• Consolidation
  • Biomedical applications
  • Wave propagation in saturated media

Thermal-Fluid-Structural Coupling

In this class of multiphysics problems, heat transfer, fluid flow and the mechanical deformation are all coupled. As an example, the fluid flow changes the temperature in the system and this change of temperature causes mechanical deformation changing the boundary conditions for the flow, thus affecting the flow.

Thermal CFD and Stress Analysis of an Exhaust Manifold

Examples of Industrial Applications

  • Exhaust manifolds
  • Electronic packaging
  • Combustion systems
  • Metal hydroforming

For detailed information, refer to our page on thermal-fluid-structure interaction capabilities of ADINA.

Electric Field-Structural Coupling (Piezoelectric)

Piezoelectric problems are characterized by the coupling of the electric field and mechanical deformation. Applying an electric field to a piezoelectric material causes mechanical deformation and the mechanical deformation causes an electric field. This phenomenon is the basis for the design of many sensors and actuators.

Piezoelectric Actuation of a Cantilever

An iterative solution of the electric field and structural deformation is implemented in ADINA TMC module. Users can also implement nonlinear constitutive relations between the electric displacement (electric flux) and the strain tensor (piezoelectric matrix).

Examples of Industrial Applications

  • Microphones
  • Micropumps
  • Active vibration control devices
  • Adaptive structures

Thermal-Electrical Coupling (Joule Heating)

Joule heating is characterized by heat being generated by an electric current. The heat affects the surrounding media.

Radio-Frequency Ablation of Tissues Using the ADINA CFD Joule Heat Capability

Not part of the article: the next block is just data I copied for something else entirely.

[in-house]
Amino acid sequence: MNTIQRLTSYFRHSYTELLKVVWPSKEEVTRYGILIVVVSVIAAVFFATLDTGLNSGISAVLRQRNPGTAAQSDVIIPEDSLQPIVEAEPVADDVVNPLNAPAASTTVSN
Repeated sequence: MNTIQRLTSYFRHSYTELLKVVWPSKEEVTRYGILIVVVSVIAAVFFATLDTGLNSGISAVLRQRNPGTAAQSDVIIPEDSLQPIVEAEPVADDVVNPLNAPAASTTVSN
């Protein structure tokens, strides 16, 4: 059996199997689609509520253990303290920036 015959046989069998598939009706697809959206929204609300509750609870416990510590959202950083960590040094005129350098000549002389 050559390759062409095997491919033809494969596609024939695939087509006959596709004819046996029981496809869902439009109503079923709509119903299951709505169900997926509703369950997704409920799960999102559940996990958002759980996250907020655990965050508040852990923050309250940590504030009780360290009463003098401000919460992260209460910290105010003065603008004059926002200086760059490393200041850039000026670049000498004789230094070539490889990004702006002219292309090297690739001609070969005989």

Examples of Industrial Applications

  • Fuses
  • Circuit breakers
  • Electronic packaging
  • MEMS (Micro-Electro-Mechanical Systems)
  • Tissue ablation

Acoustic Fluid-Structural Coupling

In some practical applications, the fluid can be assumed to be inviscid and irrotational. This assumption significantly reduces the computational effort required for calculation of the fluid response and also in the fluid-structure interaction problems.

Subsonic Potential-based Fluid Element in ADINA

This multiphysics capability is particularly useful when the frequency response of coupled fluid-structure systems is of interest.

Examples of Industrial Applications

  • Dams
  • Liquid storage tanks
  • Nuclear power plants
  • Loudspeakers
  • Underwater explosions
  • Vibration of submerged structures

Fluid Flow-Mass Transfer Coupling

This class of multiphysics problems is characterized by the coupling between the momentum, continuity and energy equations governing the flow of a mixture of a fluid and other species (solute). The coupling is due to the dependence of the mixture’s density and viscosity on the solute concentration. Transfer of the solute due to the flow changes the spatial distribution of the mixture density and also its viscosity, consequently affecting the flow pattern, which in turn affects the movement of the solute.

Multiphysics Flow in Porous Media

Examples of Industrial Applications

  • Oil & gas industry
  • Ground water modeling
  • Nuclear waste
  • Drug delivery

Fluid Flow-Electromagnetic Coupling

In this class of multiphysics problems, the fluid flow is driven by the Lorentz forces caused by the electromagnetic field.

Electromagnetics with ADINA

Examples of Industrial Applications

  • Electromagnetically-driven pipe mixers


  1. K. J. Bathe, The Finite Element Method, in Encyclopedia of Computer Science and Engineering, B. Wah (ed.), J. Wiley and Sons, 1253-1264, 2009.

  2. For many examples of applications of ADINA in multiphysics problems, see our Publications page.

Multiphysics, fluid-structure interaction, thermo-mechanical coupling, porous media, piezoelectric, Joule heating, acoustic fluid, fluid flow-mass transfer coupling, buoyant flow, thermal-fluid-structural coupling

This page has been translated by Jovana Milutinovich, University of Belgrade, Serbia, into the Serbo-Croatian language